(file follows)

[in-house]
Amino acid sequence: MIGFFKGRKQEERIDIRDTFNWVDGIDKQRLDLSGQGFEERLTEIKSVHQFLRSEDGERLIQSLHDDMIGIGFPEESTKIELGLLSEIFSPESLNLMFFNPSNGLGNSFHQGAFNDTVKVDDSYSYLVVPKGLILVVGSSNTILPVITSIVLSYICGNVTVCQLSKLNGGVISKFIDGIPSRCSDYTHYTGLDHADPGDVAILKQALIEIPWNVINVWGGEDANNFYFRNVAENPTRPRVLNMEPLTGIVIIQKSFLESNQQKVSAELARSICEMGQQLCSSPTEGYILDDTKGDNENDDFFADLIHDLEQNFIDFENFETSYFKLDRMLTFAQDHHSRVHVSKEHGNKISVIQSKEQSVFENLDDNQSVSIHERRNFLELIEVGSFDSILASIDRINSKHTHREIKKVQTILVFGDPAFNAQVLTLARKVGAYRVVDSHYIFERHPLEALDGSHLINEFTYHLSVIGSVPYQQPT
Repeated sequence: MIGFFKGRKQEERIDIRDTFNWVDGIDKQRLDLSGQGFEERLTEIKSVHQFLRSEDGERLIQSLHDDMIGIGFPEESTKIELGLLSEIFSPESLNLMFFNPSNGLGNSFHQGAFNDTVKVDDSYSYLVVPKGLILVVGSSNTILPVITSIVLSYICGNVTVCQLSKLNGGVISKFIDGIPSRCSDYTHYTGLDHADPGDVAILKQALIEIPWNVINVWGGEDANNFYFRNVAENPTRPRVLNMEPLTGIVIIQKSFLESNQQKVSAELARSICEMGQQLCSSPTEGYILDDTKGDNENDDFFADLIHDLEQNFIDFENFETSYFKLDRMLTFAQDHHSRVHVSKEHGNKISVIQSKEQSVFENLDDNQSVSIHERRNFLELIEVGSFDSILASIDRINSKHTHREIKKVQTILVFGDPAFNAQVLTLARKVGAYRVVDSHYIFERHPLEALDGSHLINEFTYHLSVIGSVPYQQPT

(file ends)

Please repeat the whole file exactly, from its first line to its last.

[in-house]
Amino acid sequence: MIGFFKGRKQEERIDIRDTFNWVDGIDKQRLDLSGQGFEERLTEIKSVHQFLRSEDGERLIQSLHDDMIGIGFPEESTKIELGLLSEIFSPESLNLMFFNPSNGLGNSFHQGAFNDTVKVDDSYSYLVVPKGLILVVGSSNTILPVITSIVLSYICGNVTVCQLSKLNGGVISKFIDGIPSRCSDYTHYTGLDHADPGDVAILKQALIEIPWNVINVWGGEDANNFYFRNVAENPTRPRVLNMEPLTGIVIIQKSFLESNQQKVSAELARSICEMGQQLCSSPTEGYILDDTKGDNENDDFFADLIHDLEQNFIDFENFETSYFKLDRMLTFAQDHHSRVHVSKEHGNKISVIQSKEQSVFENLDDNQSVSIHERRNFLELIEVGSFDSILASIDRINSKHTHREIKKVQTILVFGDPAFNAQVLTLARKVGAYRVVDSHYIFERHPLEALDGSHLINEFTYHLSVIGSVPYQQPT
Repeated sequence: MIGFFKGRKQEERIDIRDTFNWVDGIDKQRLDLSGQGFEERLTEIKSVHQFLRSEDGERLIQSLHDDMIGIGFPEESTKIELGLLSEIFSPESLNLMFFNPSNGLGNSFHQGAFNDTVKVDDSYSYLVVPKGLILVVGSSNTILPVITSIVLSYICGNVTVCQLSKLNGGVISKFIDGIPSRCSDYTHYTGLDHADPGDVAILKQALIEIPWNVINVWGGEDANNFYFRNVAENPTRPRVLNMEPLTGIVIIQKSFLESNQQKVSAELARSICEMGQQLCSSPTEGYILDDTKGDNENDDFFADLIHDLEQNFIDFENFETSYFKLDRMLTFAQDHHSRVHVSKEHGNKISVIQSKEQSVFENLDDNQSVSIHERRNFLELIEVGSFDSILASIDRINSKHTHREIKKVQTILVFGDPAFNAQVLTLARKVGAYRVVDSHYIFERHPLEALDGSHLINEFTYHLSVIGSVPYQQPT